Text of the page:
KLIA2 suffers more PR woes

Going viral is a video of the newly opened Malaysian airport KLIA2 flooding.

The short 19 second clip is seen making its rounds after the six-month old airport flooded due to the depressions on its aircraft parking. According to DAP’s Tony Pua, this clip has led to the international airport becoming an “international joke” which first opened in May and cost RM4 billion to construct.

Pua posted the video on both his Twitter and Facebook page and the post has gotten over 1600 shares on Facebook since.

One senior PR practitioner told Advertising + Marketing said on the basis of anonymity that this incident simply highlights the impact social media has on the Malaysian public but does not necessarily have an impact on the image of the nation.

However, it does impact the organisation involved with the issue, he said.

“Communication about the issue should have been instant the moment the issue was raised in Parliament. The lack of communication, plus a number of issues prior to this, has left certain parties to speculate and further doubt their capabilities. Incidents such as these, compounded by the fact that it was politically driven, can easily provoke strong reaction if the issue is not promptly acknowledged and addressed. As such, there is more pressure for organisations to be prepared on all forms of media, both internally and externally.”

He added that Malaysian organisations hence need to have a proper system in place to monitor and track relevant information and discussion regarding their organisation.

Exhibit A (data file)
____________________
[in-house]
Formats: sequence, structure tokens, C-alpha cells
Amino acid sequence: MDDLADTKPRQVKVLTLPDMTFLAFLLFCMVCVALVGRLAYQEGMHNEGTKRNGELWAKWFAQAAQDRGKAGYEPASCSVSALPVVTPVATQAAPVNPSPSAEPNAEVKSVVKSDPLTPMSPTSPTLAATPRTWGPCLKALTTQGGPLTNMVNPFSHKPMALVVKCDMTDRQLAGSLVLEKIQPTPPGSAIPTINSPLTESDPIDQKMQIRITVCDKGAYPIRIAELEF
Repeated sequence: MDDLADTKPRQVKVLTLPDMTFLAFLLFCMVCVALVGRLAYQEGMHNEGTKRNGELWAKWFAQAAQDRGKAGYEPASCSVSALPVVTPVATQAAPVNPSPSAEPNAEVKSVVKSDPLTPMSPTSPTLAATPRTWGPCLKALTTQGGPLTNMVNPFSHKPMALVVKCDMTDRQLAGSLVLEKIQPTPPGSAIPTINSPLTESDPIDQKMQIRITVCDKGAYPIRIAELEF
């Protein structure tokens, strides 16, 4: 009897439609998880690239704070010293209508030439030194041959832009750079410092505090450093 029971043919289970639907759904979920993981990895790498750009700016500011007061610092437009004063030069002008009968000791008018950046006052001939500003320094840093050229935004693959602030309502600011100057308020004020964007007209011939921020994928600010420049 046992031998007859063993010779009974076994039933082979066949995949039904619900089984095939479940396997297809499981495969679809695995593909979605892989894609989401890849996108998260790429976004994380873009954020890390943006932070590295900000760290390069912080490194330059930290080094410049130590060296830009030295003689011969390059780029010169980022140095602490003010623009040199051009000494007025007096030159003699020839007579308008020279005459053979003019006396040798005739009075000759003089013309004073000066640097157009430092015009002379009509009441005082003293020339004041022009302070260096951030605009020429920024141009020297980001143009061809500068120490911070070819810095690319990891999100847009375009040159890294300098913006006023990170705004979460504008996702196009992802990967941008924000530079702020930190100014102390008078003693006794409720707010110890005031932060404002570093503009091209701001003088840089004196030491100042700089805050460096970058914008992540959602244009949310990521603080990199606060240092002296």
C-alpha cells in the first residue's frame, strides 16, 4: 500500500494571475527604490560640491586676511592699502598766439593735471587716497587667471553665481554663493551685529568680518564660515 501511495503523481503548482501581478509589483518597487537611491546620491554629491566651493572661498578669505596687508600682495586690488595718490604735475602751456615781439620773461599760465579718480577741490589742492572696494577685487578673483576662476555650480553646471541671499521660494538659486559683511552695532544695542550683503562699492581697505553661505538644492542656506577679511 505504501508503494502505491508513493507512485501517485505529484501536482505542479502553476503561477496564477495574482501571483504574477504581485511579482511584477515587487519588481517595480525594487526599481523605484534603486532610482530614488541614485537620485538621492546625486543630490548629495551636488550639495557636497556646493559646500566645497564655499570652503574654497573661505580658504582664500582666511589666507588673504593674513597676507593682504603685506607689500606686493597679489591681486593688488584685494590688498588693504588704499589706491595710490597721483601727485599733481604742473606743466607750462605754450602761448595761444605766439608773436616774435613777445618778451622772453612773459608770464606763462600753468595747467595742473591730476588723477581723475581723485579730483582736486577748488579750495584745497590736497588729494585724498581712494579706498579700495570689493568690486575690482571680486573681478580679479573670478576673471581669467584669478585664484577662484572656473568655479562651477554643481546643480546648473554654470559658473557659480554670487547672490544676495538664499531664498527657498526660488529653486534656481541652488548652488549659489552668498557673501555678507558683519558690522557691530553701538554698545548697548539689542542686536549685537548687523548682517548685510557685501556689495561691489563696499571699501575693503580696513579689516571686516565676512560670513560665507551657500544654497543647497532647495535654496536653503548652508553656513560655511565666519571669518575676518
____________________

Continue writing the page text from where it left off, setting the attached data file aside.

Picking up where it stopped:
Another senior PR practitioner added that given that Malaysia as a brand is undergoing a pretty tough year the floods at KLIA2 will unfortunately only serve to intensify the scrutiny and reproach of the authorities in question.

“On the flip side, because of the consistent blows that the image of Malaysia has sustained in the past two decades from multiple facets, this may very well be quickly fade into the pile of issues that remain unaddressed or unresolved,” she said.

She added that from a PR standpoint, Malaysia could benefit from the age-old communications tenets of transparency and accountability.

For this specific issue Malaysia Airports Holdings Berhad (MAHB) should take quick steps to acknowledge the issues that have caused these floods and put measures in place to minimise the immediate negative impact on stakeholders of KLIA2. A thorough investigation on these issues, including tracing back and making public the erroneous decisions which led to the structural impairment would win points on transparency. However, more importantly, MAHB needs to make sure the KLIA2 is restored to its promise as a safely functional international airport and that it fully justifies the immense (over) investment made.

This is not the only time KLIA2 has come under public scrutiny.  First of all, it came under question for raising the costs to build the terminal. The first estimated cost in 2007 was RM1.7 billion, then increased to RM2 billion in 2009, until its final cost of RM4 billion. Next, it had to delay its opening five times due to safety issues, amongst other reasons.

After it finally opened, it experienced tension with AirAsia and the airline’s high profile lead Tony Fernandes where the airline filed a complaint over problems in the terminal’s management system. Fernandes had then gone online to share his frustrations online via his Twitter account which drew a fair bit of public attention.


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